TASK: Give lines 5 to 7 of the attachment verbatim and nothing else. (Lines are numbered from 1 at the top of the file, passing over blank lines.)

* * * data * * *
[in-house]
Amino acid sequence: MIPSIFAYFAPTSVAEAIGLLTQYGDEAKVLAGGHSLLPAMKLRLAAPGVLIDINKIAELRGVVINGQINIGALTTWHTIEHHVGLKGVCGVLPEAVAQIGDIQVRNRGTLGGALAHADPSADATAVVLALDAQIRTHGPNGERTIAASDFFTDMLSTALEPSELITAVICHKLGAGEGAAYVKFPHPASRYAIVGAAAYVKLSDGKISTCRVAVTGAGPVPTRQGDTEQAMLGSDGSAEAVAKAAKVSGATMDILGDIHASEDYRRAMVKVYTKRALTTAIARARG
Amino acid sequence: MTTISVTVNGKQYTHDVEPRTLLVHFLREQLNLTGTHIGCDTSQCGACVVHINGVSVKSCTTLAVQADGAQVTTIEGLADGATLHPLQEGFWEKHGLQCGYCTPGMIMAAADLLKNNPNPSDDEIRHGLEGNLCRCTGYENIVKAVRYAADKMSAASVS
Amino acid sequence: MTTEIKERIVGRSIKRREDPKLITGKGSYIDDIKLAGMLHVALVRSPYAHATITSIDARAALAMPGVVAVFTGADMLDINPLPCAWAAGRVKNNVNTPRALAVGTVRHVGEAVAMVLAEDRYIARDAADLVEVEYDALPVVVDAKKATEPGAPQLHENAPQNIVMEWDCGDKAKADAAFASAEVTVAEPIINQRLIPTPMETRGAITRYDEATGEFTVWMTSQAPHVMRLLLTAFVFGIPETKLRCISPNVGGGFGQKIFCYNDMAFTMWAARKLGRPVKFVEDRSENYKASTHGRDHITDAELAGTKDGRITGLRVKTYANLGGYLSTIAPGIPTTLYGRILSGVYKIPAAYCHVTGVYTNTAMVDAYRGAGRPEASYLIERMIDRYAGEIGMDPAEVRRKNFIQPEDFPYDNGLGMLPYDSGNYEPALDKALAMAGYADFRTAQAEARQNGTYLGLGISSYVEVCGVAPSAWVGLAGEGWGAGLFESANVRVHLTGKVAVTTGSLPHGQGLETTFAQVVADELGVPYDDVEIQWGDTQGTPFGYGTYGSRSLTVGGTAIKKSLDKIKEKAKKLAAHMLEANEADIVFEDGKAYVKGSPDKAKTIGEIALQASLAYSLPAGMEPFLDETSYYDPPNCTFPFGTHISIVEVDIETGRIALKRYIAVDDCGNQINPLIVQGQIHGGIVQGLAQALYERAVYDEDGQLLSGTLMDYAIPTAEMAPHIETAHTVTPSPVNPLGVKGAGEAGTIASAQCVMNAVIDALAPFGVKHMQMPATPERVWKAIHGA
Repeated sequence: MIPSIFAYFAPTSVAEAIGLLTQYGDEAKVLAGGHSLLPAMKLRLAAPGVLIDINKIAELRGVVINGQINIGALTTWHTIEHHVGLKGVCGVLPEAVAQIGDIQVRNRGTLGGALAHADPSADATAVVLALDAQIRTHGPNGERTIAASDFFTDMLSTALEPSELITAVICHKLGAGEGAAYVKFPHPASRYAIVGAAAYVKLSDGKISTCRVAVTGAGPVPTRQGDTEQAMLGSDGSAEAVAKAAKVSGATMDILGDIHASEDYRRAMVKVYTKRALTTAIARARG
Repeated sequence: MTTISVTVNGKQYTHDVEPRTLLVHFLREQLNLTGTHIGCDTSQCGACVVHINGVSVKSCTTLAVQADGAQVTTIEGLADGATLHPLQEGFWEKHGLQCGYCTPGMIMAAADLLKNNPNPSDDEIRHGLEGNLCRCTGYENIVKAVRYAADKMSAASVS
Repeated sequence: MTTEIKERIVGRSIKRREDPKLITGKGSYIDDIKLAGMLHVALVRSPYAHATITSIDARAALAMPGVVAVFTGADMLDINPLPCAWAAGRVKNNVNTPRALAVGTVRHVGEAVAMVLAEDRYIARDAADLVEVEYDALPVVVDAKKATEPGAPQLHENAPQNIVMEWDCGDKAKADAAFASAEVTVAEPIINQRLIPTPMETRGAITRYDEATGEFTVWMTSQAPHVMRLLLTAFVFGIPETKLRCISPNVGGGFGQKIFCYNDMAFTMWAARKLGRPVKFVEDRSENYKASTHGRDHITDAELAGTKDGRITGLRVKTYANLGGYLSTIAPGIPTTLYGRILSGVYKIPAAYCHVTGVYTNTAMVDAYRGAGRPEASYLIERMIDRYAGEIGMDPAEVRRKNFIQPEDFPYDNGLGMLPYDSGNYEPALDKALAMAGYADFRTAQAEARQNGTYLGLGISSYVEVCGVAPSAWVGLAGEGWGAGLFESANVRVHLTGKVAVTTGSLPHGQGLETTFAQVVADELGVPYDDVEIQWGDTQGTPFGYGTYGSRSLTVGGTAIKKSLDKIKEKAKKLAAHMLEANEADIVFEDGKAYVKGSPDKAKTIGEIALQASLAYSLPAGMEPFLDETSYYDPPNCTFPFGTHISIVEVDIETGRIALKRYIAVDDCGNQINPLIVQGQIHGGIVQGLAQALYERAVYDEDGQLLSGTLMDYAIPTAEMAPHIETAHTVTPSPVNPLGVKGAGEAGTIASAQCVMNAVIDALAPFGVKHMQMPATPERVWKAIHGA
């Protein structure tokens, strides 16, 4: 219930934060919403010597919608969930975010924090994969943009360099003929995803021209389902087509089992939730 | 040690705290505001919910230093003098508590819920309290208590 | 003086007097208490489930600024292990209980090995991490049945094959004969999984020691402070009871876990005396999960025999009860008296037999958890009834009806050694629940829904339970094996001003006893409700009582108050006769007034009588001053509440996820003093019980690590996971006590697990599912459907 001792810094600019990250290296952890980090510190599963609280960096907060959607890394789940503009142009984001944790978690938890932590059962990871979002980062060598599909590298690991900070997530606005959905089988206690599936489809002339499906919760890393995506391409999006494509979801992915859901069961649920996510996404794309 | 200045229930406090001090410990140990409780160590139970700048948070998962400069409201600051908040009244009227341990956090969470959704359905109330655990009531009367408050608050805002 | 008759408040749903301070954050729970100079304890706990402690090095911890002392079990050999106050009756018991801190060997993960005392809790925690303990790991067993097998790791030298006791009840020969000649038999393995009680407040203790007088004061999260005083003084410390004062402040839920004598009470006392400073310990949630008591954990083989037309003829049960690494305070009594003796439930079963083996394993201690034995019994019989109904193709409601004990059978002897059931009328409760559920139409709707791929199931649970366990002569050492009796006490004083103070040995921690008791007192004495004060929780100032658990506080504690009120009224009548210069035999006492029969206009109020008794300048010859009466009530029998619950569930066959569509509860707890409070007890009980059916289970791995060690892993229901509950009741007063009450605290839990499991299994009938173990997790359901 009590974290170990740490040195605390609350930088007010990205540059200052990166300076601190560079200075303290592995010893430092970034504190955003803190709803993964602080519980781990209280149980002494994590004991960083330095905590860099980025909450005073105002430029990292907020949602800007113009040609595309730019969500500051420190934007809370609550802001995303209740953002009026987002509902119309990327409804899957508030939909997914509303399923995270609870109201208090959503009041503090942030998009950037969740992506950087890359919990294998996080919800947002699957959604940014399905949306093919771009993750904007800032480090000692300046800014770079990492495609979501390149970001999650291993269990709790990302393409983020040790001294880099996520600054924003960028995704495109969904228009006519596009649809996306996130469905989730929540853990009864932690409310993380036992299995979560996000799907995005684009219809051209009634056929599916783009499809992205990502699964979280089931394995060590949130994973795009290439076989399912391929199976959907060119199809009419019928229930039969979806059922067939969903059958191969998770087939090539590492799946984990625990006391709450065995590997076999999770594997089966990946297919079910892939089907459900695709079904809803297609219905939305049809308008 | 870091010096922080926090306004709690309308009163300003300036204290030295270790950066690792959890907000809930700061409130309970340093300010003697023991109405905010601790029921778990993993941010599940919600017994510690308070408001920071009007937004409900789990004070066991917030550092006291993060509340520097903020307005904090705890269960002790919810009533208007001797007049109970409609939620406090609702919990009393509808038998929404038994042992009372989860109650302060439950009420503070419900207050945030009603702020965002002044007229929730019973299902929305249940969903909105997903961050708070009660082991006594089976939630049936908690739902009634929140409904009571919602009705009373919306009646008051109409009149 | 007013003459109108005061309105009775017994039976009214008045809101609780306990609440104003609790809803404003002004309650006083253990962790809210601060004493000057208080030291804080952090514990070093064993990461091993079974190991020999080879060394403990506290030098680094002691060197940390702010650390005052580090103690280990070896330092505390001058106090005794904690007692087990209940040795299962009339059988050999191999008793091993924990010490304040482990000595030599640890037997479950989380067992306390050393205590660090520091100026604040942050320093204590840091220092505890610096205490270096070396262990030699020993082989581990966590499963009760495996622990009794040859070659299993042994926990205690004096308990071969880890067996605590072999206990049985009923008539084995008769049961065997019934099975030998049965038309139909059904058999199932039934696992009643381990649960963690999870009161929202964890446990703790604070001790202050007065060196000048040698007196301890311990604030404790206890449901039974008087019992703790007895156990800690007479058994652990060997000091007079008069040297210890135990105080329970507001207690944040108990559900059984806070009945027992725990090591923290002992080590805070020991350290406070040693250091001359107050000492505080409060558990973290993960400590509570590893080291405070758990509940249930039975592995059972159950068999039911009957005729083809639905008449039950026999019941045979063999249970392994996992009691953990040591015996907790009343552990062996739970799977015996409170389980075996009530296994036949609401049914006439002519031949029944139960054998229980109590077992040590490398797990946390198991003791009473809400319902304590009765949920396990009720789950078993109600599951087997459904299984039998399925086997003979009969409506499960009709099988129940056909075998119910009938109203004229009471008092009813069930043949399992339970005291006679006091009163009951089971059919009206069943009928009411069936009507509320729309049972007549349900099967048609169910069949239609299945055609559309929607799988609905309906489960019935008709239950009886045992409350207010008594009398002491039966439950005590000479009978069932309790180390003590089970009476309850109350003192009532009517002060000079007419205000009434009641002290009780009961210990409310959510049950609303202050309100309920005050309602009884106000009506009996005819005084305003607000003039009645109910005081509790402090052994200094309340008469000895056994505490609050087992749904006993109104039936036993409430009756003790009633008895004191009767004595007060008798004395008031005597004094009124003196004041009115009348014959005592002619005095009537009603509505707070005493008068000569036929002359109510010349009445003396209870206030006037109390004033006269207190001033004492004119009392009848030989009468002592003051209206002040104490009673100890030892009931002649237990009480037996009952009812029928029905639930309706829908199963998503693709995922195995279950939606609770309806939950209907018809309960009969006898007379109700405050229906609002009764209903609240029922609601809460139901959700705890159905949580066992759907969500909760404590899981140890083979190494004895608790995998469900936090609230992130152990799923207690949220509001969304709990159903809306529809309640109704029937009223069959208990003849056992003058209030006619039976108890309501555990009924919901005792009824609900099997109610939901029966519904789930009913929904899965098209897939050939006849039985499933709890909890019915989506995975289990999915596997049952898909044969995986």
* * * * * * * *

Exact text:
Repeated sequence: MIPSIFAYFAPTSVAEAIGLLTQYGDEAKVLAGGHSLLPAMKLRLAAPGVLIDINKIAELRGVVINGQINIGALTTWHTIEHHVGLKGVCGVLPEAVAQIGDIQVRNRGTLGGALAHADPSADATAVVLALDAQIRTHGPNGERTIAASDFFTDMLSTALEPSELITAVICHKLGAGEGAAYVKFPHPASRYAIVGAAAYVKLSDGKISTCRVAVTGAGPVPTRQGDTEQAMLGSDGSAEAVAKAAKVSGATMDILGDIHASEDYRRAMVKVYTKRALTTAIARARG
Repeated sequence: MTTISVTVNGKQYTHDVEPRTLLVHFLREQLNLTGTHIGCDTSQCGACVVHINGVSVKSCTTLAVQADGAQVTTIEGLADGATLHPLQEGFWEKHGLQCGYCTPGMIMAAADLLKNNPNPSDDEIRHGLEGNLCRCTGYENIVKAVRYAADKMSAASVS
Repeated sequence: MTTEIKERIVGRSIKRREDPKLITGKGSYIDDIKLAGMLHVALVRSPYAHATITSIDARAALAMPGVVAVFTGADMLDINPLPCAWAAGRVKNNVNTPRALAVGTVRHVGEAVAMVLAEDRYIARDAADLVEVEYDALPVVVDAKKATEPGAPQLHENAPQNIVMEWDCGDKAKADAAFASAEVTVAEPIINQRLIPTPMETRGAITRYDEATGEFTVWMTSQAPHVMRLLLTAFVFGIPETKLRCISPNVGGGFGQKIFCYNDMAFTMWAARKLGRPVKFVEDRSENYKASTHGRDHITDAELAGTKDGRITGLRVKTYANLGGYLSTIAPGIPTTLYGRILSGVYKIPAAYCHVTGVYTNTAMVDAYRGAGRPEASYLIERMIDRYAGEIGMDPAEVRRKNFIQPEDFPYDNGLGMLPYDSGNYEPALDKALAMAGYADFRTAQAEARQNGTYLGLGISSYVEVCGVAPSAWVGLAGEGWGAGLFESANVRVHLTGKVAVTTGSLPHGQGLETTFAQVVADELGVPYDDVEIQWGDTQGTPFGYGTYGSRSLTVGGTAIKKSLDKIKEKAKKLAAHMLEANEADIVFEDGKAYVKGSPDKAKTIGEIALQASLAYSLPAGMEPFLDETSYYDPPNCTFPFGTHISIVEVDIETGRIALKRYIAVDDCGNQINPLIVQGQIHGGIVQGLAQALYERAVYDEDGQLLSGTLMDYAIPTAEMAPHIETAHTVTPSPVNPLGVKGAGEAGTIASAQCVMNAVIDALAPFGVKHMQMPATPERVWKAIHGA